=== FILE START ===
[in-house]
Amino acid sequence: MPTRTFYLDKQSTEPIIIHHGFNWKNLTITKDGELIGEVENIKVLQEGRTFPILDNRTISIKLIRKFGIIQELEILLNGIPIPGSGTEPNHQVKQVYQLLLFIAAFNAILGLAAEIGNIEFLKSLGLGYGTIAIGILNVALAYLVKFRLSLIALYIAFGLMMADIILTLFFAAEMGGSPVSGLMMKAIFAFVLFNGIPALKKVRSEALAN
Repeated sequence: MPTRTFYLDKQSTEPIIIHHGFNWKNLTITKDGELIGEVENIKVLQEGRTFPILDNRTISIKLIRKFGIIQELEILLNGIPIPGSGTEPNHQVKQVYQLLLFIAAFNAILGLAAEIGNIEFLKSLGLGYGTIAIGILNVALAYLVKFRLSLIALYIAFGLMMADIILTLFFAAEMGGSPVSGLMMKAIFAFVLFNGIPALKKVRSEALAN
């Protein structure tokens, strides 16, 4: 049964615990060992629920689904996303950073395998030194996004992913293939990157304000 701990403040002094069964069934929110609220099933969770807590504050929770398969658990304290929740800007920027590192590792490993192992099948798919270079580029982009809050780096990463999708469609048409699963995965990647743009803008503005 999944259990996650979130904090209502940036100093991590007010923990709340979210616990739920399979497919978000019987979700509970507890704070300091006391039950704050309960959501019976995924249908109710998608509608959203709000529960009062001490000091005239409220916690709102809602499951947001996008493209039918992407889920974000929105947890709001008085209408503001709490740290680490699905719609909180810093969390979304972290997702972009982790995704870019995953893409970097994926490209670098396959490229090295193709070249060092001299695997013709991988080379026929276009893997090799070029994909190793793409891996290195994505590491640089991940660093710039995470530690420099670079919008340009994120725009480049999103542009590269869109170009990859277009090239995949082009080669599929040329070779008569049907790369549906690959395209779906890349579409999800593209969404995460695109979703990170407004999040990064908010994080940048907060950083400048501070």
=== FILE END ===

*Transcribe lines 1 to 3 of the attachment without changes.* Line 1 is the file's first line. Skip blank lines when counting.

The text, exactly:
[in-house]
Amino acid sequence: MPTRTFYLDKQSTEPIIIHHGFNWKNLTITKDGELIGEVENIKVLQEGRTFPILDNRTISIKLIRKFGIIQELEILLNGIPIPGSGTEPNHQVKQVYQLLLFIAAFNAILGLAAEIGNIEFLKSLGLGYGTIAIGILNVALAYLVKFRLSLIALYIAFGLMMADIILTLFFAAEMGGSPVSGLMMKAIFAFVLFNGIPALKKVRSEALAN
Repeated sequence: MPTRTFYLDKQSTEPIIIHHGFNWKNLTITKDGELIGEVENIKVLQEGRTFPILDNRTISIKLIRKFGIIQELEILLNGIPIPGSGTEPNHQVKQVYQLLLFIAAFNAILGLAAEIGNIEFLKSLGLGYGTIAIGILNVALAYLVKFRLSLIALYIAFGLMMADIILTLFFAAEMGGSPVSGLMMKAIFAFVLFNGIPALKKVRSEALAN